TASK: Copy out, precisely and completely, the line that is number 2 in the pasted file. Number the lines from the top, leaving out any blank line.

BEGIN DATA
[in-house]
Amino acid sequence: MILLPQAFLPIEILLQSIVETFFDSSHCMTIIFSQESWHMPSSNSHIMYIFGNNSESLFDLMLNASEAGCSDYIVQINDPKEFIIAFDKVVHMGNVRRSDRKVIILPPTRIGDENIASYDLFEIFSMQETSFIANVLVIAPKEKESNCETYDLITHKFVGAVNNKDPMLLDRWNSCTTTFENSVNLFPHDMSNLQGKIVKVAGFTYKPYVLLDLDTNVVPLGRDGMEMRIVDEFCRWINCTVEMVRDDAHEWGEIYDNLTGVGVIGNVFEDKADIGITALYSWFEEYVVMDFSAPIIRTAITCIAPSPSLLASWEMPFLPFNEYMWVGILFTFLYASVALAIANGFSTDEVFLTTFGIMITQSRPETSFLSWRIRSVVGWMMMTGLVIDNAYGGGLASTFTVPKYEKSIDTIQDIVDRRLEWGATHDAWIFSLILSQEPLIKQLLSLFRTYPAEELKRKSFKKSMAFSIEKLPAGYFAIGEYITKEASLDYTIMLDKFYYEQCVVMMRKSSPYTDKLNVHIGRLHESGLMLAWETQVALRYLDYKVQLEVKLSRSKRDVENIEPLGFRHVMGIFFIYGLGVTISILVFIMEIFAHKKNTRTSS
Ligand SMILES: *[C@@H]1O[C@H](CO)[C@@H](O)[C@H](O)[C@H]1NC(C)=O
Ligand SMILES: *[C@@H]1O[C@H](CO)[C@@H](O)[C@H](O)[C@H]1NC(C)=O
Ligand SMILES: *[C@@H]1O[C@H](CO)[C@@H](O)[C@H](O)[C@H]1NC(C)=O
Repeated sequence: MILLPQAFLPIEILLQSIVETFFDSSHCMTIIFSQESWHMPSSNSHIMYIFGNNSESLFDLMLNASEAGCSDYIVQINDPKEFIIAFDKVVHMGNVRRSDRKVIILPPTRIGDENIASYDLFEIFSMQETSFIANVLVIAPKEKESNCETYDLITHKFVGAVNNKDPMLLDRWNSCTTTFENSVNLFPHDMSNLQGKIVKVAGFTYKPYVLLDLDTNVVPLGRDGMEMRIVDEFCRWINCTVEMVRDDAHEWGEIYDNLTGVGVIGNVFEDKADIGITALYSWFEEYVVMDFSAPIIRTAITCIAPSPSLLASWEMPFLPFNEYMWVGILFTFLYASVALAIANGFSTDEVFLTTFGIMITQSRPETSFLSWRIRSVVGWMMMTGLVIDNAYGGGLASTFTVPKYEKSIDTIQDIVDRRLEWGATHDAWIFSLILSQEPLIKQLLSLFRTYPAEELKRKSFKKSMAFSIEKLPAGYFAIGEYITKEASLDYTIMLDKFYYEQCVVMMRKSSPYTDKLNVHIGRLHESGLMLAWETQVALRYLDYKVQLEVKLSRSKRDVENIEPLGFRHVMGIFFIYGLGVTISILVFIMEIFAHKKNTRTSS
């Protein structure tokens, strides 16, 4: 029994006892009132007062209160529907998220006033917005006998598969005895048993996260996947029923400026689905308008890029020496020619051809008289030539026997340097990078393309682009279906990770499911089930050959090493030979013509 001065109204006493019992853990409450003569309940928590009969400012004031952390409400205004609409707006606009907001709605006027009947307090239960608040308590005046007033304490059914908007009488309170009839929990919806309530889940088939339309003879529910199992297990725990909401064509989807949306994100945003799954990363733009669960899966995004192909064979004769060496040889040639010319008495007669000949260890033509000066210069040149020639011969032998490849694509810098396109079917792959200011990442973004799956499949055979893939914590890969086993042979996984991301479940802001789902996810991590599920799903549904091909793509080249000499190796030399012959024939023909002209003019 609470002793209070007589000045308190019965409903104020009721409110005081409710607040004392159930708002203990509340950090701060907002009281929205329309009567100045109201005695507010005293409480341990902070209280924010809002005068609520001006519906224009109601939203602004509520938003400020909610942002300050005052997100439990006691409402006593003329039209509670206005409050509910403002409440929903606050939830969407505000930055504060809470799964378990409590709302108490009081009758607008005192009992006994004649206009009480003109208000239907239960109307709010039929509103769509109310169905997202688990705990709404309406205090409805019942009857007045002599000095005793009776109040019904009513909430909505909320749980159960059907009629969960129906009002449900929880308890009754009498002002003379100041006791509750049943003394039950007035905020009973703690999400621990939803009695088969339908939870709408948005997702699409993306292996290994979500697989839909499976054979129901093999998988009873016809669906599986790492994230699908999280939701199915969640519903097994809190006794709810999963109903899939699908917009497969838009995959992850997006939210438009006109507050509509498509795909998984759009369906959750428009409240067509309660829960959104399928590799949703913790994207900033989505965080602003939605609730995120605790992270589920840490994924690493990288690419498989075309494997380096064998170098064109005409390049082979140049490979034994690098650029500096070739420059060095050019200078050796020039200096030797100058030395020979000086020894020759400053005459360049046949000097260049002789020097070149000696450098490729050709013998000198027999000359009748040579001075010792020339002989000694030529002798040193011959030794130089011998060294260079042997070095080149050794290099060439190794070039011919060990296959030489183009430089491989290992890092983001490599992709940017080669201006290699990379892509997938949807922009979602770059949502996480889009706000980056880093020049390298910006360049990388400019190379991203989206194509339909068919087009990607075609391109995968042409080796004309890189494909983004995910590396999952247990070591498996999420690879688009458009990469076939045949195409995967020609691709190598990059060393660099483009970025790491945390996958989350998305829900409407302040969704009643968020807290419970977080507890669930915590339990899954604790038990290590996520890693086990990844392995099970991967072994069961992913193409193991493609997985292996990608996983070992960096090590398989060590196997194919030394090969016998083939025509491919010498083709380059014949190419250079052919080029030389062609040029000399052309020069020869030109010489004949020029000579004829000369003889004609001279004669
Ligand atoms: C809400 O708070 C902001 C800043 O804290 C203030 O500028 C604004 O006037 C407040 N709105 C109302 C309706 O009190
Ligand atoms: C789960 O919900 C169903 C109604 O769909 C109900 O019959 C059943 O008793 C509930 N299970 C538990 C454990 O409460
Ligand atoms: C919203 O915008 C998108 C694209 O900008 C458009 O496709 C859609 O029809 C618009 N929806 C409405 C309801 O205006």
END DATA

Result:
Amino acid sequence: MILLPQAFLPIEILLQSIVETFFDSSHCMTIIFSQESWHMPSSNSHIMYIFGNNSESLFDLMLNASEAGCSDYIVQINDPKEFIIAFDKVVHMGNVRRSDRKVIILPPTRIGDENIASYDLFEIFSMQETSFIANVLVIAPKEKESNCETYDLITHKFVGAVNNKDPMLLDRWNSCTTTFENSVNLFPHDMSNLQGKIVKVAGFTYKPYVLLDLDTNVVPLGRDGMEMRIVDEFCRWINCTVEMVRDDAHEWGEIYDNLTGVGVIGNVFEDKADIGITALYSWFEEYVVMDFSAPIIRTAITCIAPSPSLLASWEMPFLPFNEYMWVGILFTFLYASVALAIANGFSTDEVFLTTFGIMITQSRPETSFLSWRIRSVVGWMMMTGLVIDNAYGGGLASTFTVPKYEKSIDTIQDIVDRRLEWGATHDAWIFSLILSQEPLIKQLLSLFRTYPAEELKRKSFKKSMAFSIEKLPAGYFAIGEYITKEASLDYTIMLDKFYYEQCVVMMRKSSPYTDKLNVHIGRLHESGLMLAWETQVALRYLDYKVQLEVKLSRSKRDVENIEPLGFRHVMGIFFIYGLGVTISILVFIMEIFAHKKNTRTSS